Here's another Blazingly Obvious issue which stems in part from reality and another part from the TechNation podcast episode i commented on in my previous post: it is not enough to look at the problem at hand, you have to understand the system of which the problem is a part.Case in point: One of my Favorite Customers called me about 90 minutes ago. Their banking transfer program had gone and locked itself. Again. No money, no fun, but a lot of stress. I'd spent half of last week's thursday there helping them to fix what was essentially not their fault. Nor the fault of the bank, or the poor bank system techie on the other side of the line. It was just that the software had bugged, which caused the passwords to go out of synch, thus locking my customer's banking access account (it would have been nice if the program had actually gone the length to actually inform that *this* was the problem -- now i had to use Wireshark to sniff the transaction from the wire and talk the techie through a bunch of TCP :) Yesterday my customer got new passcodes. Money flowed and there was much rejoicing. Today, the buck stopped. When i arrived at our customer's office, my contact person was having a tangibly tense communication with another banking techie. With much frustration, she entered those passcodes again and *poof*, the system worked. What nobody at the bank, or the office, had thought of was that there is another installation of the transfer client installed on a server, which is scheduled to run each morning to get yesterday's transactions. We deduced that it was this bit that caused the account to lock and my customer asked me to disable it since nobody knew how it should work and the bank techie just pointed fingers at the software developer company. But why throw away a useful, albeit broken thing, when you can fix it? By the way the software itself was operating, it had looked to thew customer like it was something of a central installation to the whole office; fix the problem at one station and you have it fied everywhere. Not so. Those same passcodes needed to be entered in each installation of the software. The problem was that neither my customer nor the banking techie knew where those passcodes needed to be punched. But with some calm breathing and considerate reasoning, we found where the on-server passcodes should go... and presto, normality was restored. Lesson: don't throw away a thing because it doesn't work. And if the system doesn't work even if you fixed the broken bit, maybe you haven't fixed the right broken bit just yet!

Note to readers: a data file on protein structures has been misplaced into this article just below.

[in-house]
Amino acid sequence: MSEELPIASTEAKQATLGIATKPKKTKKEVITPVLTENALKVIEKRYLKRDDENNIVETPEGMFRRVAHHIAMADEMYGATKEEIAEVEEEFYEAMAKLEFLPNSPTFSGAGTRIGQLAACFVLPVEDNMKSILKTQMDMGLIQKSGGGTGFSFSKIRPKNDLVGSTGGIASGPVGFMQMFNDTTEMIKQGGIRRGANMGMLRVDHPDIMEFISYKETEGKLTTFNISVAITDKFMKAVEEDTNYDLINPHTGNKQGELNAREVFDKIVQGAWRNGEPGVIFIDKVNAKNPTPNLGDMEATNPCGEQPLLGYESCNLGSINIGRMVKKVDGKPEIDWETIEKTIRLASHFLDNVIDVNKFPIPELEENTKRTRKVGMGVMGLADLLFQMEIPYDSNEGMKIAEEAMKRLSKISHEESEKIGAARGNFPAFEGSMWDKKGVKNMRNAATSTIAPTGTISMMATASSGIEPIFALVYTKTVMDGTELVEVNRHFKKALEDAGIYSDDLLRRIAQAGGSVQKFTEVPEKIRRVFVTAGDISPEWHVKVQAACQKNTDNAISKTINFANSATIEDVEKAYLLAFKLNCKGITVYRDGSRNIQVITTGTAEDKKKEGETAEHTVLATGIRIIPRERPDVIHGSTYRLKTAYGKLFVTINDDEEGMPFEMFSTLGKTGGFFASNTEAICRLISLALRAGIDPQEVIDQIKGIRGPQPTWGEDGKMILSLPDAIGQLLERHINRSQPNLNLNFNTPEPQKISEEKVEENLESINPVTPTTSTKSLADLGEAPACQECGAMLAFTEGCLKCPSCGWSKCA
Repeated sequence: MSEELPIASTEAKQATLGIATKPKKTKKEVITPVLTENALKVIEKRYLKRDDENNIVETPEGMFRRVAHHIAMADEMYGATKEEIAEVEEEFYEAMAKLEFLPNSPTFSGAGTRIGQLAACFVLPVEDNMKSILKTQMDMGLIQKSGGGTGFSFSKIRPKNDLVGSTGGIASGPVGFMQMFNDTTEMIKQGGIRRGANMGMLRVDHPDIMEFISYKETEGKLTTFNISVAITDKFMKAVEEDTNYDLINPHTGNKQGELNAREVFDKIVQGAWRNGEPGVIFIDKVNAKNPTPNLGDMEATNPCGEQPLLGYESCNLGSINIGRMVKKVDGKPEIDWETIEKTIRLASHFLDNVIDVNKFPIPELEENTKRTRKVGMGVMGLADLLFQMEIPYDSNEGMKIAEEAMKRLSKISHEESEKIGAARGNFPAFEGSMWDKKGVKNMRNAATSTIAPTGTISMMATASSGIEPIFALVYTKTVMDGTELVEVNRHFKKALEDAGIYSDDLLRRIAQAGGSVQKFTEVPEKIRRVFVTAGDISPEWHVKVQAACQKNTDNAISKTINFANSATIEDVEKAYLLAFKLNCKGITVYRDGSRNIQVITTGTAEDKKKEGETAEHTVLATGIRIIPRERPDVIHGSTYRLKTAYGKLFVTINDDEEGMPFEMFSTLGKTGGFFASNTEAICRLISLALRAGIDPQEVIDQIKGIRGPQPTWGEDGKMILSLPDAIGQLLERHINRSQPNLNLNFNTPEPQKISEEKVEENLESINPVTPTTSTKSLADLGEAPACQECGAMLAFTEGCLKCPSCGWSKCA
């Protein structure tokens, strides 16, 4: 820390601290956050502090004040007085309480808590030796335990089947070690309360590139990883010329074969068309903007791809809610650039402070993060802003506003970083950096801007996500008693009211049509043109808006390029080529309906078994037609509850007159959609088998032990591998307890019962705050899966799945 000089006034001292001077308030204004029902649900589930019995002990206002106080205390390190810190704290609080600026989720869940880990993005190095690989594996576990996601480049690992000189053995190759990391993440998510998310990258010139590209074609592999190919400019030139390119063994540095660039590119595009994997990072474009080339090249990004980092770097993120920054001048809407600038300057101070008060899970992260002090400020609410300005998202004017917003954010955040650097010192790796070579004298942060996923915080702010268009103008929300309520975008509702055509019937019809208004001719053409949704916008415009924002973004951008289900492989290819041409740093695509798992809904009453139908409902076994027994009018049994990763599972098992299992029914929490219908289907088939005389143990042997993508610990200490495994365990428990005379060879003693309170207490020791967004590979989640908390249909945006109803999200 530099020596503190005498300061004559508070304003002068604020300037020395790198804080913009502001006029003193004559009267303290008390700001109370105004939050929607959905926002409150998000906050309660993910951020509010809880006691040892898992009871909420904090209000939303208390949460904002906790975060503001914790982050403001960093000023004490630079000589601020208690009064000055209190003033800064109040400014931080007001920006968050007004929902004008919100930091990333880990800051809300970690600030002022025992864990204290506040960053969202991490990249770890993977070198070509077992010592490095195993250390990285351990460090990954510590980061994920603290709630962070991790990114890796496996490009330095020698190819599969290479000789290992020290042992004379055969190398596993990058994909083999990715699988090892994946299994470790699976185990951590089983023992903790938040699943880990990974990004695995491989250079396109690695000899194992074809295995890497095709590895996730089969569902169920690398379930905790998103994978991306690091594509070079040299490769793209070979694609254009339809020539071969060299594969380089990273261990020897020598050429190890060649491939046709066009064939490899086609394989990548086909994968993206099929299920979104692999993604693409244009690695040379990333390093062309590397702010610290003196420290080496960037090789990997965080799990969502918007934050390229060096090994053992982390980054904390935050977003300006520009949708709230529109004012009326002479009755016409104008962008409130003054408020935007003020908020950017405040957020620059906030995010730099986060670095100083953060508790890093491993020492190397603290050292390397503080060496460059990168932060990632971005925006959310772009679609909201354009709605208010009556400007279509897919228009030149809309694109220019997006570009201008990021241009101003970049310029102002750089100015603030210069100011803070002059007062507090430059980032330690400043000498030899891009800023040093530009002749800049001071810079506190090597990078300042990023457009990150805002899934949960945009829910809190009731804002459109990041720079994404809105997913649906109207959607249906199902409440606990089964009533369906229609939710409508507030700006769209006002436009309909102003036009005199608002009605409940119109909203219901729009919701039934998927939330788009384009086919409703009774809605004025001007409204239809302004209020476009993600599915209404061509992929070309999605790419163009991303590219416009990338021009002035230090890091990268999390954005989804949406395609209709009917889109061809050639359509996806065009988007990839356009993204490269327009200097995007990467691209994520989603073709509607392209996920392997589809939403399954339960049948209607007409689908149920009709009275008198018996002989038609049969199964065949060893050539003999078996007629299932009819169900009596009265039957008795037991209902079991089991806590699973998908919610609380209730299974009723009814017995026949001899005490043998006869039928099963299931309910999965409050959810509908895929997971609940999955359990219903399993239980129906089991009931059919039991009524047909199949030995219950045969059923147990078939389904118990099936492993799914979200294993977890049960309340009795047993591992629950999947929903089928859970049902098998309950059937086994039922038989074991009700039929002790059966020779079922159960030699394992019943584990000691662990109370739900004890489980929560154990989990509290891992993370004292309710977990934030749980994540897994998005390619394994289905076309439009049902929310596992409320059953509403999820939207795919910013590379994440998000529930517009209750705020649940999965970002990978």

Tuesday, 22 December 2009
I just had a flash of enlightenment, having listened to the TechNation podcast edition of the Grand Challenges summit panel (Rick Miller, at 19:07--20:38). The three pillars, if you wish, of any Thing to succeed -- a Thing being an idea, a movement or an actual physical item -- are these:
Can we do it? This is an engineering question. Is it technically possible to create this Thing, even in a lab. Engineering education traditionally focuses focuses on more or less solely this pillar, ignoring the following one:
Should we do it? Is this Thing really Worth Doing at this space and time? For this Market? This is a question for the Entrepreneur.
Will anybody want your Thing? Will they care? Will they be excited about it? Really be moved and shaken to the "I. Want. That." level?
These three attributes need to happen simultaneously for the Thing to Happen. I believe the iPhone and the Grameen Bank serve as pretty good examples. But i also believe our schools do not focus enough on throwing light on each of these three pillars, and i do know i haven't always been very observant of them.
Here are my two cents (approx US$0.03). If you focus on any one of the three pillars, you are a geek. If you consider only two of them, you are a dreamer. But if you can take all three into account, you will be successful.